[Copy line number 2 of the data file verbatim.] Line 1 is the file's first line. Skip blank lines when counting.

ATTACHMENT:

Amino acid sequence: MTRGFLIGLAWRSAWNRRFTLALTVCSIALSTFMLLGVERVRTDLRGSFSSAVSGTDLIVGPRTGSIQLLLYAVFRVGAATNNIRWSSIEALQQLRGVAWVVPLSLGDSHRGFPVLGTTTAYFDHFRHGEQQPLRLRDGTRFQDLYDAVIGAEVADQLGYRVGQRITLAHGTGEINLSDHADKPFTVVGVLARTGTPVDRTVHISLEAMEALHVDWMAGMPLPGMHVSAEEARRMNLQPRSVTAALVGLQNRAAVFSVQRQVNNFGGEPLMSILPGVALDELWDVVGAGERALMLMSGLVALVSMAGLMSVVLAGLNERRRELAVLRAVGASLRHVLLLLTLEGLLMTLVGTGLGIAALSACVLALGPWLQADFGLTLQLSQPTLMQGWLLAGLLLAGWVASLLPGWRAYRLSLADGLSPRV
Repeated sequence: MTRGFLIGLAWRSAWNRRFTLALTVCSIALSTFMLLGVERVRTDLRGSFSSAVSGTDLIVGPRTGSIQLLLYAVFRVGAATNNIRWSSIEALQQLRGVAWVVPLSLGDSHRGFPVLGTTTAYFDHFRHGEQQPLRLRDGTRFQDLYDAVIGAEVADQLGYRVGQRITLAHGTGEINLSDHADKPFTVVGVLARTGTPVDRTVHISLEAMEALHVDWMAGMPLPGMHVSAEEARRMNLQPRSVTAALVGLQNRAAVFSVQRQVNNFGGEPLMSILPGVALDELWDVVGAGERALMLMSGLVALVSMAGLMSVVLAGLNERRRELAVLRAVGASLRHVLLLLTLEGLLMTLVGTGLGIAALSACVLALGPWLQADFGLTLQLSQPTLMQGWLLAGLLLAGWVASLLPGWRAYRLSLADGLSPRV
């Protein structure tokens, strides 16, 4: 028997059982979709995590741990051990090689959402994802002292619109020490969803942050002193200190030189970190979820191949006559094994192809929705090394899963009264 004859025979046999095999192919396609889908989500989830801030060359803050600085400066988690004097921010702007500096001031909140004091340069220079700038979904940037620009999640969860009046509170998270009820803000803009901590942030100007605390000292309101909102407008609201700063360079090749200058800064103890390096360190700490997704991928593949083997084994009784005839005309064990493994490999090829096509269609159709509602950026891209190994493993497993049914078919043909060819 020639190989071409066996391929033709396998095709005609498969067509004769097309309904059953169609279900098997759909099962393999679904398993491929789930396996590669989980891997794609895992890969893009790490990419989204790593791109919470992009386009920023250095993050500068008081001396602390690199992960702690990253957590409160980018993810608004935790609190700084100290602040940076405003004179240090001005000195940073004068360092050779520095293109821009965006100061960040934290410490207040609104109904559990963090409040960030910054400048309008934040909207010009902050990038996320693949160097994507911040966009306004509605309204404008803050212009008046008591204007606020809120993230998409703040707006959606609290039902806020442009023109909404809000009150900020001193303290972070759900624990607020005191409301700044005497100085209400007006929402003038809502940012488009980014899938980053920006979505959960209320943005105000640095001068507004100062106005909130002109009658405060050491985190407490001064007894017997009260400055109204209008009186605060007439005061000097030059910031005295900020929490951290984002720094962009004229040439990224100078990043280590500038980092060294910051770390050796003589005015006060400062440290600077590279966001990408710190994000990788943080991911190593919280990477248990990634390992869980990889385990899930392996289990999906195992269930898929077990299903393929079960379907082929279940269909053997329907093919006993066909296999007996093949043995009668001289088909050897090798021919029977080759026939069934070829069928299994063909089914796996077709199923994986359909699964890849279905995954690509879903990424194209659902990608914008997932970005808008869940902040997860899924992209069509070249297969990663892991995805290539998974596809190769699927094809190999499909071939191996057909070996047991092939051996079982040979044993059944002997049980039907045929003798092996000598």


Repeated sequence: MTRGFLIGLAWRSAWNRRFTLALTVCSIALSTFMLLGVERVRTDLRGSFSSAVSGTDLIVGPRTGSIQLLLYAVFRVGAATNNIRWSSIEALQQLRGVAWVVPLSLGDSHRGFPVLGTTTAYFDHFRHGEQQPLRLRDGTRFQDLYDAVIGAEVADQLGYRVGQRITLAHGTGEINLSDHADKPFTVVGVLARTGTPVDRTVHISLEAMEALHVDWMAGMPLPGMHVSAEEARRMNLQPRSVTAALVGLQNRAAVFSVQRQVNNFGGEPLMSILPGVALDELWDVVGAGERALMLMSGLVALVSMAGLMSVVLAGLNERRRELAVLRAVGASLRHVLLLLTLEGLLMTLVGTGLGIAALSACVLALGPWLQADFGLTLQLSQPTLMQGWLLAGLLLAGWVASLLPGWRAYRLSLADGLSPRV